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It sounds like you're trying to reimplement something Lua already does ;) - I hope this is not the case.

spir wrote:
-1- Is the object identity internally implemented as its actual memory address?

-2- Is there a way to get this value (like python's id() func)
Unfortunately no. Would be nice to have a topointer in lua - you can make your own via the C api very easily. The odd occasion has popped up that I've wanted one..

-3- I read somewhere that table key hashes (*) are obtained from key adresses (or identities, as opposed to hashing data itself). Is this correct? If yes, what kind of hash formula/algorithm is then used?
Yes, Lua keys are based on table/userdata/coroutine identities, not the values they contain.

-4- If the above is true, then why isn't this the common way, since it seems to have only advantages:
I cannot imagine why any language would do it any other way.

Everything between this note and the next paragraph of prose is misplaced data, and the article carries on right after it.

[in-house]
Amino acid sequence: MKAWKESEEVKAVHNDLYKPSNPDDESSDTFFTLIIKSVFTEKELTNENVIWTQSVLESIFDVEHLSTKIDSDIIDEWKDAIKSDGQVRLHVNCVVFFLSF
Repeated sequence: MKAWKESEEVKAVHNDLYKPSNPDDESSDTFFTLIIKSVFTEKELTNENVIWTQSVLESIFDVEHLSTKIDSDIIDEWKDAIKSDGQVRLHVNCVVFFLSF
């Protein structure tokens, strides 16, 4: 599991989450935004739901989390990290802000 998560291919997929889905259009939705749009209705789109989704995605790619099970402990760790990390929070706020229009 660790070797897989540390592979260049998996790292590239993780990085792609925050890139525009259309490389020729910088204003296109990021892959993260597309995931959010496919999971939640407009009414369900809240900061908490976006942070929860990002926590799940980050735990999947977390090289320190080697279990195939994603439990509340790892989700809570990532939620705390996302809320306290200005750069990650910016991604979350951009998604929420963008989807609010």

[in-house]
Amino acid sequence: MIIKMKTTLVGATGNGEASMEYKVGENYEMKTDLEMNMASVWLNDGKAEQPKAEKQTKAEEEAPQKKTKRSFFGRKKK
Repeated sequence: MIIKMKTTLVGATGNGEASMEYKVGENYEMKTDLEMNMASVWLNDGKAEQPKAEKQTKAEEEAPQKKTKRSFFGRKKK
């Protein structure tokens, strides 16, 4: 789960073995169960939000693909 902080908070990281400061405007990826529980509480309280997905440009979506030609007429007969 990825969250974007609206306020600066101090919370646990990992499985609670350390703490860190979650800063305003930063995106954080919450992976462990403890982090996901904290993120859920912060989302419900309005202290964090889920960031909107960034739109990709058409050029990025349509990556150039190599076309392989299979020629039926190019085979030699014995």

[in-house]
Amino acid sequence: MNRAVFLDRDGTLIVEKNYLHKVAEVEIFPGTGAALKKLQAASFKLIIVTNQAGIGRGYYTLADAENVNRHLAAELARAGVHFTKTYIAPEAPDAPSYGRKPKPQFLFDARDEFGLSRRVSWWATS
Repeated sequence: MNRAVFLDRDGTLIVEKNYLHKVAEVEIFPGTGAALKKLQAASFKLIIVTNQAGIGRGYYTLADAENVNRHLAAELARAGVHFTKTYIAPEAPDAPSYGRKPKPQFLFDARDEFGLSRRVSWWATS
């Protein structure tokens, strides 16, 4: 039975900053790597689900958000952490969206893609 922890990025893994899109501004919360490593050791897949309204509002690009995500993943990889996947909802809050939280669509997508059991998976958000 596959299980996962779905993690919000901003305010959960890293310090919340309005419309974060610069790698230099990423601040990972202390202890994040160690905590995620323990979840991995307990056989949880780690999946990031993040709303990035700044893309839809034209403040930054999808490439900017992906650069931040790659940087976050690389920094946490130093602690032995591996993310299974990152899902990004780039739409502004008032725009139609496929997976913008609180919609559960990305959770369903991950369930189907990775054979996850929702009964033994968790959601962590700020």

-5- The simplest way to hash integers is certainly to get the modulo N, where N is the number of indexes (and of "buckets" in case of collisions). What about this simplissim solution?
As the number of buckets is a power of two in Lua, this'd produce a poor results on pointers which tend to have patterns in powers of two. So Lua does a modulo of the number of buckets minus 1, which works well.

-6- By exploring this topic, I discovered (on my computer) a minimal offset of 8 bytes between addresses (I mean they are assigned modulo 8). (Thus, addresses must be divided per 8 before beeing hashed.) Has this something to do with Lua?
This has everything to do with the system you're compiling for. Lua just uses malloc/realloc, which are supposed to return a pointer with the property that it's aligned for any use. As doubles on x86 are slow when not 8 byte aligned, malloc should always return pointers that are 8 byte aligned. On another system, this might not be the case.

(*) What's the common name for "return value of a hash func" in english?
(In french we commonly say "empreinte", meaning _print_ like in "finger print", but there are other words depending on use case.)
We tend to just call it "the hash" or "hash value".